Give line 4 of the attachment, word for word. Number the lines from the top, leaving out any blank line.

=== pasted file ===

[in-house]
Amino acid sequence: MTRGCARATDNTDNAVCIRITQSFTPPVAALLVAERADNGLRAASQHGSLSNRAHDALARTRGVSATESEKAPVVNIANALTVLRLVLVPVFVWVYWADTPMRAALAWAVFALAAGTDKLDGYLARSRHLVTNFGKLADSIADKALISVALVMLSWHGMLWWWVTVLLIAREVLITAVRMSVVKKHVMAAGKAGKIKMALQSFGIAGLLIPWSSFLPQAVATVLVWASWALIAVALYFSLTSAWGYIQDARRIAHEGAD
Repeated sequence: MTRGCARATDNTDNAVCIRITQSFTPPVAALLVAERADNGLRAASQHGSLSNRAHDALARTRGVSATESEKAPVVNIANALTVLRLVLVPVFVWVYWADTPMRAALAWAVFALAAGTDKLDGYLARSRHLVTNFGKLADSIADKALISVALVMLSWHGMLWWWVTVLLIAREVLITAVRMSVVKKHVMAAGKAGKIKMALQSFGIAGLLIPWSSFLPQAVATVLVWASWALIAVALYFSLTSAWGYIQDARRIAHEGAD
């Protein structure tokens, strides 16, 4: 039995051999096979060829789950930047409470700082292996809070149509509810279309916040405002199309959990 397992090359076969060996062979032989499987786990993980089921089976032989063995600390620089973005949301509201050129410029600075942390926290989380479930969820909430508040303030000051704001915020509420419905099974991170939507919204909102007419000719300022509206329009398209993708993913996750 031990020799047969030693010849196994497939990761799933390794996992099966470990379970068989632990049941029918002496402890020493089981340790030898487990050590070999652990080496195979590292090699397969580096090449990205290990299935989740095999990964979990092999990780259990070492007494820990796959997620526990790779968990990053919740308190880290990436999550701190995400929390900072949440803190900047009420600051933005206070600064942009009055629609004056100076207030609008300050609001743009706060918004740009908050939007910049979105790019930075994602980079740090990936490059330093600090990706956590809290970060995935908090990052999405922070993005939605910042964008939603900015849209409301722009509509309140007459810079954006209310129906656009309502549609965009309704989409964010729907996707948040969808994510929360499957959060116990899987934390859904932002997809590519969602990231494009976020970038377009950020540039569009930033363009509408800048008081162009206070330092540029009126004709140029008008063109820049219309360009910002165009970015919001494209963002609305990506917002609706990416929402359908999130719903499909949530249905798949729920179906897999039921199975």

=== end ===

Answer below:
């Protein structure tokens, strides 16, 4: 039995051999096979060829789950930047409470700082292996809070149509509810279309916040405002199309959990 397992090359076969060996062979032989499987786990993980089921089976032989063995600390620089973005949301509201050129410029600075942390926290989380479930969820909430508040303030000051704001915020509420419905099974991170939507919204909102007419000719300022509206329009398209993708993913996750 031990020799047969030693010849196994497939990761799933390794996992099966470990379970068989632990049941029918002496402890020493089981340790030898487990050590070999652990080496195979590292090699397969580096090449990205290990299935989740095999990964979990092999990780259990070492007494820990796959997620526990790779968990990053919740308190880290990436999550701190995400929390900072949440803190900047009420600051933005206070600064942009009055629609004056100076207030609008300050609001743009706060918004740009908050939007910049979105790019930075994602980079740090990936490059330093600090990706956590809290970060995935908090990052999405922070993005939605910042964008939603900015849209409301722009509509309140007459810079954006209310129906656009309502549609965009309704989409964010729907996707948040969808994510929360499957959060116990899987934390859904932002997809590519969602990231494009976020970038377009950020540039569009930033363009509408800048008081162009206070330092540029009126004709140029008008063109820049219309360009910002165009970015919001494209963002609305990506917002609706990416929402359908999130719903499909949530249905798949729920179906897999039921199975």